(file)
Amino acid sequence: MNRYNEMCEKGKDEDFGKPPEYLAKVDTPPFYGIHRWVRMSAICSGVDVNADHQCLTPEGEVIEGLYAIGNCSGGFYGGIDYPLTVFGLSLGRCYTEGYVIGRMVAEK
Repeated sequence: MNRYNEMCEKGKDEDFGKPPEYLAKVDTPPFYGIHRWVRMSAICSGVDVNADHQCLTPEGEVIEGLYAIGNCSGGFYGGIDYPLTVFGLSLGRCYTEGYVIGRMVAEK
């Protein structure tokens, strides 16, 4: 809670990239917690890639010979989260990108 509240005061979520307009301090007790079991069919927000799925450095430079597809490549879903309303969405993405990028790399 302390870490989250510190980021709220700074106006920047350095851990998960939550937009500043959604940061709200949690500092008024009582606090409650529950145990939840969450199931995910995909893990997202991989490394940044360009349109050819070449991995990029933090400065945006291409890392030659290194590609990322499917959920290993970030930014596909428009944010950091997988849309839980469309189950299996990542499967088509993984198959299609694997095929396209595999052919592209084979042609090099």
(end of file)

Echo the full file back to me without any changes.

Amino acid sequence: MNRYNEMCEKGKDEDFGKPPEYLAKVDTPPFYGIHRWVRMSAICSGVDVNADHQCLTPEGEVIEGLYAIGNCSGGFYGGIDYPLTVFGLSLGRCYTEGYVIGRMVAEK
Repeated sequence: MNRYNEMCEKGKDEDFGKPPEYLAKVDTPPFYGIHRWVRMSAICSGVDVNADHQCLTPEGEVIEGLYAIGNCSGGFYGGIDYPLTVFGLSLGRCYTEGYVIGRMVAEK
């Protein structure tokens, strides 16, 4: 809670990239917690890639010979989260990108 509240005061979520307009301090007790079991069919927000799925450095430079597809490549879903309303969405993405990028790399 302390870490989250510190980021709220700074106006920047350095851990998960939550937009500043959604940061709200949690500092008024009582606090409650529950145990939840969450199931995910995909893990997202991989490394940044360009349109050819070449991995990029933090400065945006291409890392030659290194590609990322499917959920290993970030930014596909428009944010950091997988849309839980469309189950299996990542499967088509993984198959299609694997095929396209595999052919592209084979042609090099």